Home  »  A Victorian Anthology, 1837–1895  »  Palmermo

Edmund Clarence Stedman, ed. (1833–1908). A Victorian Anthology, 1837–1895. 1895.

Harriet Eleanor Hamilton King b. 1840



Had look’d upon the glory of that day

In Sieily beneath the summer sun,

Would not have dream’d that Death was reigning there

In shape so terrible;—for all the road

Was like an avenue of Paradise,

Life, and full flame of loveliness of life.

The red geraniums blaz’d in banks breast-high,

And from the open doors in the white walls

Scents of magnolia and of heliotrope

Came to the street; filmy aurora-flowers

Oper’d and died in the hour, and fell away

In many-color’d showers upon the ground;

Nebulous masses of the pale blue stars

Made light upon the darkness of the green,

Through openings in the thickets over-arch’d;

Where roses, white and yellow and full-rose,

Weigh’d down their branches, till the ground was swept

By roses, and strewn with them, as the air

Shook the thick clusters, and the Indian reeds

Bow’d to its passing with their feathery heads;

And trumpet-blossoms push’d out great white horns

From the green sheath, till all the green was hid

By the white spread of giant-blowing wings.

In the cool shadow heaps of tuberose

Lay by the fountains in the market-place,

Among the purple fruit. The jalousies

Of the tall houses shut against the sun

Were wreath’d with trails of velvet-glossy bells;

And here and there one had not been unclos’d

Yesterday, and the vivid shoots had run

Over it in a night, and seal’d it fast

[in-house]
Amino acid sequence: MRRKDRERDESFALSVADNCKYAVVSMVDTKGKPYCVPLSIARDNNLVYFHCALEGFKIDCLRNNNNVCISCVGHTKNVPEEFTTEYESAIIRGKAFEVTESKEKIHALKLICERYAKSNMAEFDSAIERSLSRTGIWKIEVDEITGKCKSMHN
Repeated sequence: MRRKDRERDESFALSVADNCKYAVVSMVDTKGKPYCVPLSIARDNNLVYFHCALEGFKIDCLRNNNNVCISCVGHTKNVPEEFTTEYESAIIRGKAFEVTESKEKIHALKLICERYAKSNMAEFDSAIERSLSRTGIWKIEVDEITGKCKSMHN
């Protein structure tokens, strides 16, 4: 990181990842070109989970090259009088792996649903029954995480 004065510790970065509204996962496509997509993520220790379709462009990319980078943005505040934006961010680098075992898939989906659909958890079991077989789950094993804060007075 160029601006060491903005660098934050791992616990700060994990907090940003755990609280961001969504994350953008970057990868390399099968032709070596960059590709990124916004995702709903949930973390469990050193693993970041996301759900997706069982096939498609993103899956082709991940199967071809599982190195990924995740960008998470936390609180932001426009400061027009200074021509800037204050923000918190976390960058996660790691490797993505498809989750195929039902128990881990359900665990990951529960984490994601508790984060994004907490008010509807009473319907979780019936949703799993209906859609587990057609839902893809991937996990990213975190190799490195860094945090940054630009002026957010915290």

With tendril, and bright leaf, and drops of flower.

And in and out the balconies thin stems

Went twisting, and the chains of passion-flowers,

Bud, blossom, and phantasmal orb of fruit

Alternate, swung, and lengthen’d every hour.

And fine-leav’d greenery crept from bower to bower

With thick white star-flakes scatter’d; and the bloom

Of orient lilies, and the rainbow-blue

Of iris shot up stately from the grass;

And through the wavering shadows crimson sparks

Pois’d upon brittle stalks, glanced up and down;

And shining darkness of the cypress clos’d

The deep withdrawing glades of evergreen,

Lit up far off with oleander pyres.

Out of the rocky dust of the wayside

The lamps of the aloes burn’d themselves aloft,

Immortal; and the prickly cactus-knots

In the hot sunshines overleant the walls,

The lizards darting in and out of them;

But in the shadier side the maidenhair

Sprung thick from every crevice. Passing these,

He issued on to the Piazza, where

The wonder o the world, the Fountain streams

From height to height of marble, dashing down

White waves forever over whitest limbs,

That shine in multitudes amid the spray

And sound of silver waters without end,

Rolling and rising and showering suddenly.

There standing where the fig-trees made a shade

Close in the angle, he beheld the streets

Stretch fourways to the beautiful great gates;

With all their burnish’d domes and carven stones

In wavering color’d lines of light and shade.

And downwards, from the greatest of the gates,

Porta Felice, swept the orange-groves;

And avenues of coral-trees led down

In all their hanging splendors to the shore;

And out beyond them, sleeping in the light,

The islands, and the azure of the sea.

And upwards, through a labyrinth of spires,

And turrets, and steep alabaster walls,

The city rose, and broke itself away

Amidst the forests of the hills, and reach’d

The heights of Monreale, crown’d with all

Its pinnacles and all its jewell’d fronts

Shining to seaward;—but the tolling bells

Out of the gilded minarets smote the ear:—

Until at last, through miles of shadowy air,

The blue and violet mountains shut the sky.